So, to recap – direct democracy is technologically possible in a nation of 300+ million people. Direct democracy needs to have a secure and unbeatable way of verifying votes in real time, and that requires infrastructure that does not exist, and a level of network security that the US government has proven incapable of providing. This would also represent an expansion of the government, even if a logical one, and resisting expansion is one of our foundational beliefs.
In other words, direct democracy isn’t an actual option.
I remember it vividly. There was outcry from the media and the fandom over a casting choice. The broad consensus seemed to be that it was pretty much the worst casting decision for the character. Although there was some dissent on who was the right actor for the character. Friends in the fandom and I all agreed, we didn’t think it would work, but we would likely see the movie anyway.
The year was 1988, the actor was Michael Keaton. The movie was Batman.
And we were all wrong, it worked really, really well. As have many other questioned (by one or many) casting choices. Examples range from John Boyega as Finn (because someone may have complained about a black Stormtrooper?), to Daisy Ridley as Rey (or so I am told?), to Gal Gadot as Wonder Woman (honestly, the only complaint I ever heard about her was that she was too thin…), to the cast of the reboot Ghostbusters. All worked. All were controversial to varying degrees, but all worked out. When you think back, I am sure you will remember more – and not all worked, but many did. Hell, I remember joking about Ted ‘Theodore’ Logan as an action hero. But three Matrix movies and two John Wicks later, we have the odd transposition of John ‘Neo’ Wick as a aged slacker in Bill & Ted 3?
The more things change, right?
I bring this up, because we are again in the throes of another stupid casting controversy. Which now, in the age of the internet and instant validation for any and all opinions, means controversy over the movie itself. Before it is released, of course. That is actually one of the key points – real controversy lasts through release, manufactured controversy ends with release. If there were really any problems based on gender or race, they wouldn’t go away with a good performance. The Kelly Marie Tran / Rose Tico issue began after release. She wasn’t an issue until then. So the issues were real, even if they were with the character and our society is too stupid to distinguish between the two.
With Captain Marvel, I see a movie with a main character that is…off. Brie Larson’s facial expressions seem to be either ‘this is so stupid I can’t believe it…must not laugh’ or ‘I don’t get it at all, my agent did this to me, must look serious’. Again, this is based on nothing but the trailers. Actual footage may have different looks happening, we will see.
Worth noting that Jude Law is wearing the same expression. I have seen more of his movies than Brie Larson’s. I have seen two with her in it – Scott Pilgrim vs The World and Kong: Skull Island. It is six for Jude Law, including Sky Captain & The World of Tomorrow, Enemy At The Gates, eXistenZ, Gattaca, and his Sherlock Holmes movies. So I know both of them can, in fact, have a range of facial expressions. They just, in the trailers, don’t really seem to here.
For now, it looks like the only fun being had is from Samuel L Jackson as Nick Fury. Which is fine, that would be a fun movie.
I do want to see if the so-called controversy over this lasts past opening weekend. If the controversy vanishes, then there is a good chance it was manufactured – either for laughs or to keep the property in the media / social media cycle.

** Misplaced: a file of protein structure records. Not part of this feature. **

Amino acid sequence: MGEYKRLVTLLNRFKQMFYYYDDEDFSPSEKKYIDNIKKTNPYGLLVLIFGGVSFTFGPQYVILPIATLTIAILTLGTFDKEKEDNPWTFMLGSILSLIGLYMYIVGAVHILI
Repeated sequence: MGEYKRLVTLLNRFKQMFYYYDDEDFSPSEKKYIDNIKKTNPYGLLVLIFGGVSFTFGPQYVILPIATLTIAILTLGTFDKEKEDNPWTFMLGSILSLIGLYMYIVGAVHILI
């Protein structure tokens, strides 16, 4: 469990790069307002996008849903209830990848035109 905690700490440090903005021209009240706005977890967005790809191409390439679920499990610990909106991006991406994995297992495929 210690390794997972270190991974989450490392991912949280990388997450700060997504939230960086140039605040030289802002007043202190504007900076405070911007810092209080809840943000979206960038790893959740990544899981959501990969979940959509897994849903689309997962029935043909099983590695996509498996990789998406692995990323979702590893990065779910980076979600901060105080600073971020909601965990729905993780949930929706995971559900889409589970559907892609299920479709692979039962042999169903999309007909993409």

But there is more to be concerned about…
Captain Marvel has, as the main (so I hear at least) villains the shape-shifting Skrulls.
I don’t like that. I have never been a fan of the Skrulls. Green-skinned, pointy-eared aliens that can look like anyone. It is a bit of a too-on-the-nose warning about Canadians, and while it is true that they look just like us, and speak mostly like us, that doesn’t mean they are infiltrating and undermining our society! Canadians, or Soviets, either way, really.
The reason I dislike bringing them in is because it carries so very much baggage with it, and feels like a setup for ‘no, that wasn’t REALLY Character X, just a Skrull!’ as a way to undo the Snap. Like the ill-fated Daredevil movie, there is also far too much background to fit into a single movie, and still have it’s own plot in there too. Which makes me worry that Captain Marvel will fall on the Green Lantern / Daredevil end of the quality spectrum. Not a place anyone wants to be.
Are the Skrulls actually representing something darker?
Further, if the Skrulls are just there to serve as fake heroes, fallen to Thanos, that changes them from Soviet analogues to something far worse. It makes them into whipping boys (aliens?). And there is a really bad connotation there:
A whipping boy was a slave who suffered corporal punishment on behalf of his young master.
So, are we introducing these aliens just to kill them off? Are we going to try to tell the Kree / Skrull War storyline? Or are we just lazy about it all now, and tossing in a set of instant baddies who don’t take much work?
Taking that further, the Skrull are presented as a classic ‘evil race’. Like the poorly written Drow, everyone is evil! Which is also problematic. We get too much of that kind of crap in reality. We have progressives dividing the world into ‘white’ and ‘not white’ as synonyms for ‘bad’ and ‘good’, and conservatives branding all liberals as pro-infanticide. Neither is right, and both are their own kinds of evil. So adding in the ‘evil Skrulls’ into an already hot mess of social discord seems tone-deaf at best, and the cinematic version of the Limp Bizkit performance at Woodstock 99 at worst.
It began as a joke – something so obvious even a blind lemur could see it. The Democrats seem canine-centric (Blue Dog, Yellow Dog), so I figured we on the right could use a fun animal, and frankly, lemurs are all the rage! So I hear. Kinda. Anyway, after deciding that the leadership is so inept that a blind lemur could lead better, I decided to create this movement. And perhaps even spin it off into the real world. Stranger things have happened.